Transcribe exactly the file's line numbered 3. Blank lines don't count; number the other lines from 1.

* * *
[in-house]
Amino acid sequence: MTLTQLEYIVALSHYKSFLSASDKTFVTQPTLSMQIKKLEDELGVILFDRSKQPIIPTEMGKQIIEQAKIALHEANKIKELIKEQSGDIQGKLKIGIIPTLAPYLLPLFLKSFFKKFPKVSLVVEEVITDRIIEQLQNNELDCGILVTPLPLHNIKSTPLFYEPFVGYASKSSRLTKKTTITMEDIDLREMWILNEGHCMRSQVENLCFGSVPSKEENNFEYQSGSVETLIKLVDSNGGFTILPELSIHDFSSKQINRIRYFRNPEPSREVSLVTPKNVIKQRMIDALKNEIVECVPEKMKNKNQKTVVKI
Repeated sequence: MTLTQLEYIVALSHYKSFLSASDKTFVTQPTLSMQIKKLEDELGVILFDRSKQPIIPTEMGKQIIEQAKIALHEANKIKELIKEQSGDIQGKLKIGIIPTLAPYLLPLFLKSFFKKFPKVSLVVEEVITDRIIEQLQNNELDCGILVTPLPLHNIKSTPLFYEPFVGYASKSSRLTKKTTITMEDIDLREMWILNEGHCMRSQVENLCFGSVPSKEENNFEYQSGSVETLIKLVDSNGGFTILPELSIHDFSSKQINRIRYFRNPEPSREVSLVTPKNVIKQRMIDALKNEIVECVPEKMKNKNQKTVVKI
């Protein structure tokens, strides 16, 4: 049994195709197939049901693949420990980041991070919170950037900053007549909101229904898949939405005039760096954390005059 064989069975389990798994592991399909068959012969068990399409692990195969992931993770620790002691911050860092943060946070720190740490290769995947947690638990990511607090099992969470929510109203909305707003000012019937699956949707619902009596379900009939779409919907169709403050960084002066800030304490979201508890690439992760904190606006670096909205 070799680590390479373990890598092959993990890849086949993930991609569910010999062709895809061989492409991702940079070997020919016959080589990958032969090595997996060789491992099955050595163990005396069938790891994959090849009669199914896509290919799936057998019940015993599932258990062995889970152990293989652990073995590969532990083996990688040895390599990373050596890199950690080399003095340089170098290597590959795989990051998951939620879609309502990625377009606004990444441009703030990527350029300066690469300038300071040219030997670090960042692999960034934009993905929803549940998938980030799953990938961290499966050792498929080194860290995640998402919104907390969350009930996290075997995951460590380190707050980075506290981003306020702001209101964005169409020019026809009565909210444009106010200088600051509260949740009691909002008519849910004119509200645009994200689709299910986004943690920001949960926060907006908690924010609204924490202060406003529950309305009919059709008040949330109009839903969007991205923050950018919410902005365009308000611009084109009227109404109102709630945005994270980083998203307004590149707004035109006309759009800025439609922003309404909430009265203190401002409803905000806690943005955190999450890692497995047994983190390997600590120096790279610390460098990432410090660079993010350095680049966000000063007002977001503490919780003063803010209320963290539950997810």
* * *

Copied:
Repeated sequence: MTLTQLEYIVALSHYKSFLSASDKTFVTQPTLSMQIKKLEDELGVILFDRSKQPIIPTEMGKQIIEQAKIALHEANKIKELIKEQSGDIQGKLKIGIIPTLAPYLLPLFLKSFFKKFPKVSLVVEEVITDRIIEQLQNNELDCGILVTPLPLHNIKSTPLFYEPFVGYASKSSRLTKKTTITMEDIDLREMWILNEGHCMRSQVENLCFGSVPSKEENNFEYQSGSVETLIKLVDSNGGFTILPELSIHDFSSKQINRIRYFRNPEPSREVSLVTPKNVIKQRMIDALKNEIVECVPEKMKNKNQKTVVKI